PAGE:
Canoeing to Cotehele

While working as an intern on the National Trust’s Natural Childhood Project and with Project Wild Thing, you spend the majority of your time encouraging children to go outdoors whilst yourself sitting inside at a desk. As both projects aim to reconnect children with nature, spreading awareness of the benefits of spending quality time playing and exploring outdoors, I decided to head outside and gain some practical experience.

Borrowing canoes and lifejackets, a group of friends and I set off down the Tamar with a handful of adopted nautical terms and rudimentary knowledge of how tides worked. Much like learning on the job as an intern, we figured we’d pick it up as we went along.

Rowing in time with each other takes a while to get the hang of, and with the mid-September winds working against us, it was hard and tiring work. This felt a small price to pay, however, for the experience of being totally immersed in nature. The childish joys we’d forgotten came back with a rush of laughter as we ended up soaked from splashing each other’s boats. We ruined our shoes by trudging through a muddy riverbank purely for the sake of it. Even though our arms were aching, we savoured every minute of cruising alongside the green riverbank, dodging gaggles of Canadian geese and a foolhardy paddleboarder dressed only in his underwear.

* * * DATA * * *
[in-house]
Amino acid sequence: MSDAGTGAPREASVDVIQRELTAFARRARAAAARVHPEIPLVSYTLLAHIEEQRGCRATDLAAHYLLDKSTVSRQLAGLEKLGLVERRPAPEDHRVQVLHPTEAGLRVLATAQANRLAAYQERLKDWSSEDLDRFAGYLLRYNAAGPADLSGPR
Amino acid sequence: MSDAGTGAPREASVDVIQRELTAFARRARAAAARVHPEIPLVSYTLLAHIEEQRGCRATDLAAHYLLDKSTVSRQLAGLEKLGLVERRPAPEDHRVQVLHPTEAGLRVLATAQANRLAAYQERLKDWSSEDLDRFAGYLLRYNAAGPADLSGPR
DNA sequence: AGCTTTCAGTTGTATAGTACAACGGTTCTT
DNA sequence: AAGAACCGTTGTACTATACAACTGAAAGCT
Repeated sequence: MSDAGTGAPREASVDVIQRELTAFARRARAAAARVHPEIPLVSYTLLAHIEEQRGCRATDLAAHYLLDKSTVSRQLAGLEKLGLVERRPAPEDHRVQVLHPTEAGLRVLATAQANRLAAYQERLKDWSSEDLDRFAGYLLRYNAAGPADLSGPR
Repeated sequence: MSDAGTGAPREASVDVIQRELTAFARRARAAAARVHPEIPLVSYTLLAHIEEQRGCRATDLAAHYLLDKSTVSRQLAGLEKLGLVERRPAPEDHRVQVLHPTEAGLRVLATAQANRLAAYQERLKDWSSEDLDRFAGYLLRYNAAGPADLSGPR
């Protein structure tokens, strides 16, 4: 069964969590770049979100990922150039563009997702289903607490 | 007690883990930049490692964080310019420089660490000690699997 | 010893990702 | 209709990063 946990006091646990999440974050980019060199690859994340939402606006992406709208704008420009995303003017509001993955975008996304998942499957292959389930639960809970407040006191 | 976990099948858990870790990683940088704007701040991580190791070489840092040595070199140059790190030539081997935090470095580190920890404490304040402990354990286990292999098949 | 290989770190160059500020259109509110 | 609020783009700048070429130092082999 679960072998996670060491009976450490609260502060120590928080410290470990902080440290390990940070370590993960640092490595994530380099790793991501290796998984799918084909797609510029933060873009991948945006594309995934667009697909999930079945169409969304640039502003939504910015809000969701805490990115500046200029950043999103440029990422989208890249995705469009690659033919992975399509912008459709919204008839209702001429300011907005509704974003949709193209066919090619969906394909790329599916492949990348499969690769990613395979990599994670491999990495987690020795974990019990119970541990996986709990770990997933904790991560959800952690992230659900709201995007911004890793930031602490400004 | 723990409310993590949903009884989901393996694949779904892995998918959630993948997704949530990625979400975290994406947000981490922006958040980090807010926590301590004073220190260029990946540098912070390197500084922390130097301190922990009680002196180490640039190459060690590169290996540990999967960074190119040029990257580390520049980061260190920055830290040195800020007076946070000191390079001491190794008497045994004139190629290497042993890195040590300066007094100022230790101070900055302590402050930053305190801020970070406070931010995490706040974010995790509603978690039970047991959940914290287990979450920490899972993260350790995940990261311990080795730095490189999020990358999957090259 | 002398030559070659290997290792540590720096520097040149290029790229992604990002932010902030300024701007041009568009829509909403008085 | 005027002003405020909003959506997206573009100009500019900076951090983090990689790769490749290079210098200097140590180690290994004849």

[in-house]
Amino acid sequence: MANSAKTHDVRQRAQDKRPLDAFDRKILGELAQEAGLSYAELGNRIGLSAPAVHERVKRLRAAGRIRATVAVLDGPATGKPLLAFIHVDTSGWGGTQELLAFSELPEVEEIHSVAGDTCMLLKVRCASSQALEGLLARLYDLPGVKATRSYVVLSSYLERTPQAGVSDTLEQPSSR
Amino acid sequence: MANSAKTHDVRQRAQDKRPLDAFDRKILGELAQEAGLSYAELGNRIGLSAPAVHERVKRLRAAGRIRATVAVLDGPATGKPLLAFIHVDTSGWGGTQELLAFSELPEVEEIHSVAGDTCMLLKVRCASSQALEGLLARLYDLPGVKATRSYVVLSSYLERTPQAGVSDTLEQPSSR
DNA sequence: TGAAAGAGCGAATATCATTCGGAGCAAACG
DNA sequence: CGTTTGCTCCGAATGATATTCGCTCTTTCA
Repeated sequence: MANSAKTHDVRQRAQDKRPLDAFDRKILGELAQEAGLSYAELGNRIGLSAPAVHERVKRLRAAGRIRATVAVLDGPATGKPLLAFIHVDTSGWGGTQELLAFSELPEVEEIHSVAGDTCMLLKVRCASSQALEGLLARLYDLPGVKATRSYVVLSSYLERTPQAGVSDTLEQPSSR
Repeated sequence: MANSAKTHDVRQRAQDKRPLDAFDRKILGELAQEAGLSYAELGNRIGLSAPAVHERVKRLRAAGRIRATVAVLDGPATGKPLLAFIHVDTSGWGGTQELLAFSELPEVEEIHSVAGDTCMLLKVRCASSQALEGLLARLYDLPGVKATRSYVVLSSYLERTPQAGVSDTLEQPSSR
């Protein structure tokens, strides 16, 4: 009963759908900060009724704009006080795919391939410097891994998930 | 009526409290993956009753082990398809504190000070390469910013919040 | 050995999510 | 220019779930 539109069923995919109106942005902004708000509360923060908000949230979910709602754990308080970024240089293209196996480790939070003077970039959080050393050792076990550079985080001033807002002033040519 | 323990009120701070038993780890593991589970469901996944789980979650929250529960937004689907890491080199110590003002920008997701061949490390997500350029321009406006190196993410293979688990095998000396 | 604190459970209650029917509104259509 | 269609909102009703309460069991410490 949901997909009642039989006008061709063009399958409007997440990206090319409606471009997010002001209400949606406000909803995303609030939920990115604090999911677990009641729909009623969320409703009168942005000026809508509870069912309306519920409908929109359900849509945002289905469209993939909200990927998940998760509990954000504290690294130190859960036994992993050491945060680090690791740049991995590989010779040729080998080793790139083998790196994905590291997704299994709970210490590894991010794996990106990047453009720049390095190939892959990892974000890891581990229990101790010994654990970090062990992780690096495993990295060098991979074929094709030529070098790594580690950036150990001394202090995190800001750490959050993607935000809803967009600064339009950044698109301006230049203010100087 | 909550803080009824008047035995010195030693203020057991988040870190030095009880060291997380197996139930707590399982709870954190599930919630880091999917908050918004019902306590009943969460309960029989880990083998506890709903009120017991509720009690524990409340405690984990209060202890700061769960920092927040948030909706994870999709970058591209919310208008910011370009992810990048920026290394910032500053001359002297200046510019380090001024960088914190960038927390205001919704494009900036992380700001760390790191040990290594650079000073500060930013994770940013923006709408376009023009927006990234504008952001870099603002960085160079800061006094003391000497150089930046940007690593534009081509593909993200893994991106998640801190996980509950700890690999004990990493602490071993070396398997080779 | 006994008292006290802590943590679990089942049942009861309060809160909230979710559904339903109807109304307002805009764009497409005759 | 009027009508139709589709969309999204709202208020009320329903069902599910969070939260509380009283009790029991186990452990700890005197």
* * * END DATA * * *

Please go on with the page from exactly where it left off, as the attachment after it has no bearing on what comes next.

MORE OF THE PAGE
Muddy Feet

Getting stuck in: muddy feet along the banks of the Tamar © Julia Bush

By mid-afternoon, the tide was turning and our energy was quickly draining. We even considered stopping our journey short and pulling up to a grassy bank to rest. However, as we followed a bend in the river we caught sight of the Cotehele estate. The final twenty minutes were our toughest yet, but we were spurred on by the thought of ice creams and the leftover pizza that we’d brought with us and dutifully kept dry.

We pulled our boats up onto the bank and collapsed in front of the tea shop, giddy with endorphins, fresh air and pride in our achievement. Before long, we’d forgotten our calloused hands and aching shoulders, and were eager to be back on the water.

With the wind and tide in our favour, we breezed back. 

Julia Bush is a Campaigns, Research and Policy Intern at the National Trust, working on the Natural Childhood Project and with the Wild Network. You can follow Julia on twitter: @JuliaBush.

Project Wild Thing is an ambitious, feature-length documentary that takes a funny and revealing look at the increasingly disparate connection between children and nature. For more information visit www.projectwildthing.com.

For more information on visiting Cotehele, visit www.nationaltrust.org.uk/cotehele.

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